In the latest round of Musk’s complicated, yet mostly positive, relationship with cryptocurrency, he said that both he and SpaceX hold Bitcoin on their balance sheets at the cryptocurrency conference called “B Word.” He didn’t say how much of it that he or SpaceX owns.
Tesla had briefly accepted Bitcoin as payment for its electric vehicles but reversed course due to Musk’s concerns about the energy usage of Bitcoin mining. This led to the expected lineup of suggestions for more environmentally friendly cryptocurrencies, including ones that might be better suited than Bitcoin for buying a cup of coffee due to faster transaction speeds and lower fees. Musk says that Tesla might resume accepting Bitcoin if he can independently verify that cryptocurrency miners have boosted their use of renewable energy above 50% of their operations.
According to Coindesk, the price of Bitcoin briefly rose while Musk made his comments. He did acknowledge the effect that his public comments about cryptocurrency can have on its price: “I might pump but I don’t dump. I definitely do not believe in getting the price high and selling or anything like that.”
Tesla did sell some of its Bitcoin holdings, Musk says to prove liquidity, though it still had $1.3 billion in Bitcoin at the end of the first quarter of 2021.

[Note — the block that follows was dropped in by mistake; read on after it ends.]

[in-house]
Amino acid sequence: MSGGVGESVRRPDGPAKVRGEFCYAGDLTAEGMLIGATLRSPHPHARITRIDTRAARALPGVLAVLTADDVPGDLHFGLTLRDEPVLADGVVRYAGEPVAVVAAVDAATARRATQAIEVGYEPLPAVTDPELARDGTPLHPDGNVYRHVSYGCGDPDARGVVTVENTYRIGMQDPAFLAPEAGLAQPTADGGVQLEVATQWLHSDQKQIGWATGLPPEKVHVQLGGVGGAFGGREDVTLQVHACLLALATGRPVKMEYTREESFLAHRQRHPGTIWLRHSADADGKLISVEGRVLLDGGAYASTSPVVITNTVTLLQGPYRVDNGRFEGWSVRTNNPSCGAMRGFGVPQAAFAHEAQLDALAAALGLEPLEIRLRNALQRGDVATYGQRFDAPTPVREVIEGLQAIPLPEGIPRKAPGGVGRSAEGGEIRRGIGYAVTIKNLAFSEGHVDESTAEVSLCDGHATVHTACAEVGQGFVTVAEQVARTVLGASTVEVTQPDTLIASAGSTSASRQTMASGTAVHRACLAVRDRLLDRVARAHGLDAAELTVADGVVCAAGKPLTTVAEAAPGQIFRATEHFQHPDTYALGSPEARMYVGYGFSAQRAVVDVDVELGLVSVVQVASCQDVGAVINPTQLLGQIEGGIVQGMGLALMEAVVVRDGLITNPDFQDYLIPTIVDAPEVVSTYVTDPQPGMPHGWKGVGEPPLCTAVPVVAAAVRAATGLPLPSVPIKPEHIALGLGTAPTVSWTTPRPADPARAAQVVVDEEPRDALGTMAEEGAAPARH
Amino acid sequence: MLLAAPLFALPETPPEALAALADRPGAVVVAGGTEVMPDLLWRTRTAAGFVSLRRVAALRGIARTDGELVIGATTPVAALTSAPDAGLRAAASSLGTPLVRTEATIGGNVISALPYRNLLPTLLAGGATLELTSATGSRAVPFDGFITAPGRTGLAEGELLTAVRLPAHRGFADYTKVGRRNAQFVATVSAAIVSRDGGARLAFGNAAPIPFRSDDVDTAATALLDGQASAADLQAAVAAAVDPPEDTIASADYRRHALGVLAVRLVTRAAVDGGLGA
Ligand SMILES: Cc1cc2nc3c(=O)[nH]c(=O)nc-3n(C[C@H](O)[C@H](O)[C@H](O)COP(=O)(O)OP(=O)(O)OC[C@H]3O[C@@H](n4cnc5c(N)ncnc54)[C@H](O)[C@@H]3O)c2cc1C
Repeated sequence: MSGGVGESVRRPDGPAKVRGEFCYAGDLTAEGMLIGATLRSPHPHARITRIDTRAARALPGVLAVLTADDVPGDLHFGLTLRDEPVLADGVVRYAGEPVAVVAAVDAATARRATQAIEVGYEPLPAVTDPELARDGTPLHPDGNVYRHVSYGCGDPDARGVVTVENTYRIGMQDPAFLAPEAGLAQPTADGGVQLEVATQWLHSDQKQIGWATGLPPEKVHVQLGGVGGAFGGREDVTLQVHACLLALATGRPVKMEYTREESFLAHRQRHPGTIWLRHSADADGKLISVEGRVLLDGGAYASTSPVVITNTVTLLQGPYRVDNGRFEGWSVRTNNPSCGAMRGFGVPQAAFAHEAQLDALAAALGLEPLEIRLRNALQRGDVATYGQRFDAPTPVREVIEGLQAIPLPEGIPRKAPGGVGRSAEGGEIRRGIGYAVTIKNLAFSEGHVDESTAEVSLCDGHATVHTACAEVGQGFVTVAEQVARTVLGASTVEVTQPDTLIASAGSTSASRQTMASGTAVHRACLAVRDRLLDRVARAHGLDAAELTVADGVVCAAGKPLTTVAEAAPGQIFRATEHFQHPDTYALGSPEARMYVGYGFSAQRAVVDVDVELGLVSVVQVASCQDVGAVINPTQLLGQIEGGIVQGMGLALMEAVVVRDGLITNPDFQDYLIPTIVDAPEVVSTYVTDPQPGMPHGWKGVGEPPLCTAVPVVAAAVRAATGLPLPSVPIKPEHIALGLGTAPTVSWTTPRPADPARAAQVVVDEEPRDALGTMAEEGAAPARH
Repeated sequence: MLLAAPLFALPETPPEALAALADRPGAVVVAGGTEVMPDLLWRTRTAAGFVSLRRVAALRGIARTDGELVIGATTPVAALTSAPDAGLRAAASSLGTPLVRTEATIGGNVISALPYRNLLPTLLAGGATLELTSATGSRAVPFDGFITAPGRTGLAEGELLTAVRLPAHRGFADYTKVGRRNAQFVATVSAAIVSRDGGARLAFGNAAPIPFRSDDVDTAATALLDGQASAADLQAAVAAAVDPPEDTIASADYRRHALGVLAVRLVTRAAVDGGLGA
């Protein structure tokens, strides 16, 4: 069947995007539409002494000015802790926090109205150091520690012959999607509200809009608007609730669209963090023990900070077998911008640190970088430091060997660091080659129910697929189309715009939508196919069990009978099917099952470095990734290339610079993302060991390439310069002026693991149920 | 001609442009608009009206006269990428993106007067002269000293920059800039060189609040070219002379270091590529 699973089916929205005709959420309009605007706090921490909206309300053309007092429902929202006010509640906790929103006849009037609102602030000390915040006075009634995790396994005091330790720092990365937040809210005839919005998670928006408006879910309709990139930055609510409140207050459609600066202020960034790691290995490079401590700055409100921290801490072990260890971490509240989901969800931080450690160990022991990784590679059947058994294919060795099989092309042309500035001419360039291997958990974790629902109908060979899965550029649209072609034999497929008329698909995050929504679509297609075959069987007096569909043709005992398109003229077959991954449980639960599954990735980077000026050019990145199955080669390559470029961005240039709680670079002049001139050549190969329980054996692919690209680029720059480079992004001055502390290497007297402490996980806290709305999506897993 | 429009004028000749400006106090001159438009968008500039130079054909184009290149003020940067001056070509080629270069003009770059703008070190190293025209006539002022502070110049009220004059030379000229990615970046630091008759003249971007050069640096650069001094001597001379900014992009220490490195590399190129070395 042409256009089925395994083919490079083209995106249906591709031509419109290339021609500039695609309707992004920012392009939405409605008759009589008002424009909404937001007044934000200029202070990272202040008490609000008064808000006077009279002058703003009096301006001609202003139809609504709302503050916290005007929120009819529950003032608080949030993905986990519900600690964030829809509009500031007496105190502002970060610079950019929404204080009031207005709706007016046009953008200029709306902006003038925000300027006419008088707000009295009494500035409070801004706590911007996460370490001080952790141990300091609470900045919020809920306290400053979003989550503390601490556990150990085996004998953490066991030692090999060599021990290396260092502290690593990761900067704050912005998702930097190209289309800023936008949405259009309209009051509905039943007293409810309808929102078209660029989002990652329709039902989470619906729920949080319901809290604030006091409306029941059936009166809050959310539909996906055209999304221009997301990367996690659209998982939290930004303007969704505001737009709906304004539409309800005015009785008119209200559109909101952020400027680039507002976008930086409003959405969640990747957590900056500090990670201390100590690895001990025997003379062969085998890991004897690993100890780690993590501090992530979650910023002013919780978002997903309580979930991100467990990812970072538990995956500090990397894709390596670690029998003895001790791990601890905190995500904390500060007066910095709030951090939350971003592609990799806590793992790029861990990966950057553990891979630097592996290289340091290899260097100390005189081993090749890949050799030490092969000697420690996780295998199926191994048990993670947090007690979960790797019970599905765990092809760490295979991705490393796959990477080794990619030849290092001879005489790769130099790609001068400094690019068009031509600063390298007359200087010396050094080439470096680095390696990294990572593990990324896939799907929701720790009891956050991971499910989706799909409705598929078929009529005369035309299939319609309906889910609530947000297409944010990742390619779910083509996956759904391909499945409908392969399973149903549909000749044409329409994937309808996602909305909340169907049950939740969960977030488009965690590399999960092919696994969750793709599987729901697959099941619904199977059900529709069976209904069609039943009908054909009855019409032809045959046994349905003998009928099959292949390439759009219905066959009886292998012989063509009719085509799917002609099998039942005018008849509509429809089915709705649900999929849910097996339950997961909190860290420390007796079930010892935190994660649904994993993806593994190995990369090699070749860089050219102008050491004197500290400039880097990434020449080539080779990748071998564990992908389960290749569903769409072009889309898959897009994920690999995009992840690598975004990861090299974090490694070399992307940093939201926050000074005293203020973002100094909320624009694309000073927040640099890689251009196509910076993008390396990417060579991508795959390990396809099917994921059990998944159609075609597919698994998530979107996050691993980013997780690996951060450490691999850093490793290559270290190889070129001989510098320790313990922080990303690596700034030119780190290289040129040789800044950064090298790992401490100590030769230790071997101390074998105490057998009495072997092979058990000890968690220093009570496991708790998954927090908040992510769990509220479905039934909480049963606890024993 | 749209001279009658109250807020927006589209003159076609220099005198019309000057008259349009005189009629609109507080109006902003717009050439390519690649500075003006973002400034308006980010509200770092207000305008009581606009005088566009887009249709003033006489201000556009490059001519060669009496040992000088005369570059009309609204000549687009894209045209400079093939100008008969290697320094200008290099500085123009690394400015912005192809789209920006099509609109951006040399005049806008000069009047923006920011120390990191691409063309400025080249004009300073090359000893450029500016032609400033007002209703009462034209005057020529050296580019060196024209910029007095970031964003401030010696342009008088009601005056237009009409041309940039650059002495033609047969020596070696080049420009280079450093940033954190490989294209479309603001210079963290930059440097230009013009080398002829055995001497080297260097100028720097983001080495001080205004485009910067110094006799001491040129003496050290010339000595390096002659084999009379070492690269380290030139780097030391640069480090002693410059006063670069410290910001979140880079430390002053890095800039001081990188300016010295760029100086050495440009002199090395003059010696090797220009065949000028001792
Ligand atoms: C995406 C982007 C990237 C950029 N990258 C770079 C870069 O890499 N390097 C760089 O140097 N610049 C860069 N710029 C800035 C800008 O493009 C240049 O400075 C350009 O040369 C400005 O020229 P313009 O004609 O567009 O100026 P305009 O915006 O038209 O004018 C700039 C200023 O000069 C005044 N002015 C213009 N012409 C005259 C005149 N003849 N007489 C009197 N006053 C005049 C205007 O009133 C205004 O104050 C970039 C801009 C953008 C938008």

SpaceX accepted the meme-inspired cryptocurrency Dogecoin for the “DOGE-1” mission, which will send a CubeSat to the Moon for Geometric Energy Corporation as part of its rideshare program. Geometric Energy Corporation also praised cryptocurrencies for their ability to get around limitations in the banking industry in a statement about the DOGE-1 mission.
Musk notably did not say if SpaceX converted the Dogecoin into Bitcoin after the transaction, though DOGE does seem to be his favorite cryptocurrency. He has even said that he set up a Dogecoin mining rig for his youngest son and joked that X Æ A-12 was “hodling his Dogecoin like a champ.” (Yes, he really did name his son that!)
He has admitted to also holding Ethereum and Dogecoin, though he says that his holdings of both are worth less than his Bitcoin holdings. On the topic of why he likes Dogecoin, he said:
“Doge community has great memes and loves dogs. I love memes and dogs. It doesn’t take itself too seriously. The most ironic and entertaining outcome would be that the cryptocurrency that was started as a joke to make fun of cryptocurrencies ends up being the leading cryptocurrency.”
Twitter CEO Jack Dorsey also put in an appearance at B Word, though he said very little about the number of Bitcoin scams that flew around Twitter, including at least one incident in which several accounts held by influential people like Elon Musk and Barack Obama were hacked to lend apparent legitimacy to the scams. Law enforcement authorities tracked it down to a 17-year-old in Tampa and two adult co-conspirators residing in Florida and the UK.
Instead, Dorsey plugged cryptocurrencies’ potential to become the de facto method of payment on the Internet. He said that cryptocurrency could help to solve issues and inequalities that are caused or exacerbated by the banking industry and regulations like KYC/AML that make it difficult for people worldwide to access financial services.